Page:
J&J's Erleada/Zytiga combo hits PhIII endpoint — but what about OS?; Targovax loses prostate cancer partner after enrollment struggles
J&J says a combination of Erleada and Zytiga, two of its big prostate cancer drugs, has met the primary endpoint of radiographic progression-free survival in a Phase III study — but fell short of helping patients live longer.
Specifically, the ACIS study recruited patients with chemotherapy-naïve metastatic castration-resistant prostate cancer receiving androgen deprivation therapy. Investigators found that adding Erleada to a regimen of Zytiga plus prednisone extended median rPFS by 6 months (22.6 versus 16.6 months).
At a median follow-up of 54.8 months, J&J reported at ASCO GU, they observed a 30% reduction in the risk of radiographic progression or death.
When it comes to the secondary endpoints, though, no statistically significant difference between treatment arms was demonstrated, either on OS, time to initiation of cytotoxic chemotherapy, chronic opioid use or pain progression.
For its part, J&J noted that among the heterogeneous overall population, certain cohorts — including patients aged 75 or older, those with visceral metastasis, luminal type in PAM50 test and tumors with average or high AR activity — had better rPFS and better OS results, suggesting they may derive clinical benefit from the new combo.
“Insights from the ACIS study regarding differences in benefit for specific patient subgroups treated with the combination warrant additional evaluation,” Dana Rathkopf, principal investigator and a medical oncologist at Memorial Sloan Kettering, said in a statement. — Amber Tong
Targovax loses prostate cancer partner after enrollment struggles
Norwegian biotech Targovax said Tuesday that its partner on a prostate cancer program has dropped out of the collaboration.
The Czech biotech company Sotio had been running a Phase I safety study for ONCOS-102 to see if it could enhance the efficacy of its dendritic cell vaccine. However, due to the strict inclusion criteria in the study and challenges related to the Covid-19 pandemic, the duo was not able to complete enrollment.
As such, Sotio decided to walk away from the partnership. Only four patients ended up enrolling, and Targovax said the decision will not impact further development of ONCOS-102.
Targovax is also researching the program’s use in treating melanoma and mesothelioma. In data released last November, the company said an 18-month analysis showed that median overall survival was at least 18.2 months for first-line mesothelioma patients receiving the drug plus chemotherapy. That compared to 14.2 months or less for the control group. — Max Gelman
WuXi backs $56M launch round of trans-Pacific biotech
Transpacific biotech startup Drug Farm is launching with $56 million, a focus on hepatitis B virus, and promises to uncloak new targets and pathways in innate immunity.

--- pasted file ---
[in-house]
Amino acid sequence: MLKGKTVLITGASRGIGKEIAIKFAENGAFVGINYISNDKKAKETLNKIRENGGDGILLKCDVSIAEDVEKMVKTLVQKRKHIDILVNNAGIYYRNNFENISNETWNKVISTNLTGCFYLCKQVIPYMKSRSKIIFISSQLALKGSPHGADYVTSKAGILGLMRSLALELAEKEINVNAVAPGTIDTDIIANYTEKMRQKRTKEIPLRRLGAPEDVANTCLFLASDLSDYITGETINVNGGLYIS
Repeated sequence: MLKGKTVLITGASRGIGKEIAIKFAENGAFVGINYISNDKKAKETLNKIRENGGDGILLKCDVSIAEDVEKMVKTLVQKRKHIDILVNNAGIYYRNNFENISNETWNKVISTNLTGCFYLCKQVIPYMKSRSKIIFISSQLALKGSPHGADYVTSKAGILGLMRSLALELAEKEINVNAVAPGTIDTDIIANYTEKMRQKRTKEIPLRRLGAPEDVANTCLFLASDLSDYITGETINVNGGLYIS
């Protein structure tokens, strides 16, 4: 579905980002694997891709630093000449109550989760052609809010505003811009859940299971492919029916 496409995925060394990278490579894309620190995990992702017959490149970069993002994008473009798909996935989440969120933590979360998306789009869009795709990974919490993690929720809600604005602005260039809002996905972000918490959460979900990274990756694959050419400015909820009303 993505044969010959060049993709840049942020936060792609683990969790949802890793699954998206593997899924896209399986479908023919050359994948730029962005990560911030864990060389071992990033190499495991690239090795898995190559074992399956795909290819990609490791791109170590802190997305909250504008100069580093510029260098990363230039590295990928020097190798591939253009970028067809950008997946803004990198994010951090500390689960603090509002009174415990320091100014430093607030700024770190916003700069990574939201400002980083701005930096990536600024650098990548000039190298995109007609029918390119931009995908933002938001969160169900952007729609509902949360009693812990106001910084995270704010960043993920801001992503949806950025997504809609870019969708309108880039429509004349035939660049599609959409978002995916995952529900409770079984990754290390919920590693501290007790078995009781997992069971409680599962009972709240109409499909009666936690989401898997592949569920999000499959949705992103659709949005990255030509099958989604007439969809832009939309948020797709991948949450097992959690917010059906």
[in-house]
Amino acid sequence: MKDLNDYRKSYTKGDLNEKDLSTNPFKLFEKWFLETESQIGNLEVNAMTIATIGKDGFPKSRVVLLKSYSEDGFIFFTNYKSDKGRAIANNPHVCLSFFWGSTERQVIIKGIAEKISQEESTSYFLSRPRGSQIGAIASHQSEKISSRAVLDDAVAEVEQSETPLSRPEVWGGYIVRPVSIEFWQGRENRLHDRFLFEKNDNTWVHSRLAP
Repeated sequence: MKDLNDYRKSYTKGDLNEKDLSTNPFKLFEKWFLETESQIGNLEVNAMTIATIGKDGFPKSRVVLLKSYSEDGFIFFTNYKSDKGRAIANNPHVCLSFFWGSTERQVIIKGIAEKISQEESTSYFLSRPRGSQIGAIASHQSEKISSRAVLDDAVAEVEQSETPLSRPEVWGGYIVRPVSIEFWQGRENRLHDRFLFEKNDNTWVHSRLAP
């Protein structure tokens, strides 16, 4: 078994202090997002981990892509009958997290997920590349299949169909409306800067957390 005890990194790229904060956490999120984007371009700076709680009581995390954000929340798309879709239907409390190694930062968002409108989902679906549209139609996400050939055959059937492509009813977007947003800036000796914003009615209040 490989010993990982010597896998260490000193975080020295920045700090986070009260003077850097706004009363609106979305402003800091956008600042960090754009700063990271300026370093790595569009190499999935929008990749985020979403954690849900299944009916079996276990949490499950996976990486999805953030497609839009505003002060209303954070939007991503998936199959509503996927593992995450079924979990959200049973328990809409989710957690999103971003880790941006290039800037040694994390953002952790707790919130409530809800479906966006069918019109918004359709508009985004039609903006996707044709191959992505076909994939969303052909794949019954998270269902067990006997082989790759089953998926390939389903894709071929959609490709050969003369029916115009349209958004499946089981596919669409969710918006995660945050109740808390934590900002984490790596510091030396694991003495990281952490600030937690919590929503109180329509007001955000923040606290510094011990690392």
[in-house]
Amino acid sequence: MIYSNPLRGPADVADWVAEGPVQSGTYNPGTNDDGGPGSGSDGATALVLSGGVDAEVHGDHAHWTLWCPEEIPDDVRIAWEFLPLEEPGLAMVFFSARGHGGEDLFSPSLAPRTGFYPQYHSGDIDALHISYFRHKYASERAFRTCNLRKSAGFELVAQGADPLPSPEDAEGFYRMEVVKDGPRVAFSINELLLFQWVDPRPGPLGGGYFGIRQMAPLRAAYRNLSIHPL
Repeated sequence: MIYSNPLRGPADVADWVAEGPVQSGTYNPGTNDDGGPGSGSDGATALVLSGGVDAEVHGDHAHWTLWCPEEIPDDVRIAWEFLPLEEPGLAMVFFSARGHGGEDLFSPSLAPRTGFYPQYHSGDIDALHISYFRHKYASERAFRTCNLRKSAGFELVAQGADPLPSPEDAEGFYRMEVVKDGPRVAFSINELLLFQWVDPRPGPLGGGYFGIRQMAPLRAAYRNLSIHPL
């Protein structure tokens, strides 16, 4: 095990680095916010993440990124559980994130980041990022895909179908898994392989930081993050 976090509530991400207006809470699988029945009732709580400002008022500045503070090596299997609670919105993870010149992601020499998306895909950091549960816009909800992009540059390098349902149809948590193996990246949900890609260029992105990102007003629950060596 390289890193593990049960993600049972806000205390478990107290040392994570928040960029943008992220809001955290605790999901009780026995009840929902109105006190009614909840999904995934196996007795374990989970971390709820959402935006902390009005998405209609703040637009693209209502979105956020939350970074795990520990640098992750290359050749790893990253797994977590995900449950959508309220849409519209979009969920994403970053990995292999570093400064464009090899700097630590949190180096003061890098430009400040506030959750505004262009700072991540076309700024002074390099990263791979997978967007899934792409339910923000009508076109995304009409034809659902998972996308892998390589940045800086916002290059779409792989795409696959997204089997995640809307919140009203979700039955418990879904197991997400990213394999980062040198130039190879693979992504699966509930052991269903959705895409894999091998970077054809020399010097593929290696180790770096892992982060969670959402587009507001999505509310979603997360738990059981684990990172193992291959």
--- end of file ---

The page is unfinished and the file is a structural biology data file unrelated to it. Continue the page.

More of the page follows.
Dually based in Shanghai and Guilford, CT, the company says its tech platform allows it to generate and directly assess genetic mutations in living animals with intact immune systems. The AI-directed medicinal chemistry then points them to first-in-class small molecule immune-modulating candidates, added Tian Xu, founder and chairman.
Outside of its lead drug, DF-006, which is also being positioned for other liver diseases, Drug Farm has also set its sights on autoimmune diseases and cancer.
BioVeda China Fund, WuXi AppTec’s corporate venture fund, South China Venture Capital, Detong Capital and Zhejiang United Investment Group invested in the round. — Amber Tong
Cambridge expansion gets the OK for £65 million project
The Cambridge Biomedical Campus, the largest center of medical research and health science in Europe, has been given the green light on a £65 million expansion project.
Cambridge announced the plans last Friday, noting that this is part of a massive expansion planned to increase the total area of the campus by 400,000 square feet. Friday’s project specifically will provide 103,000 square feet of laboratory and office space in a five-story building.
The go-ahead was granted to developers Liberty Property Trust and Countryside Properties, who had been in charge of the previous renovations as well.
“The new development will be the latest building on the biomedical campus which has seen extraordinary growth with the delivery of over 1.7 million square feet of new space for occupiers in less than 10 years,” Liberty managing director Andrew Blevins said in a statement. — Max Gelman
Hengrui bets $20M on fellow Chinese biotech and its PI3kδ inhibitor
After vaulting itself to the ranks of global biopharma, Hengrui Medicine is scouting the local biotech scene for new assets.
Its latest bet is on fellow Shanghai biotech Yingli Pharma, which is scoring a $20 million equity investment in exchange for joint development and commercialization rights for its PI3kδ inhibitor in China.
“This collaboration will further enrich the layout of Hengrui Medicine in the field of hematological tumor and oncology and supplement the existing product line,” Zhang Lianshan, senior deputy general manager and president of global R&D of Hengrui Medicine, said.
Like a number of peers in its generation, Yingli has a lofty vision to go global with its small molecule drug research, eyeing both cancer and kidney-related metabolic diseases. — Amber Tong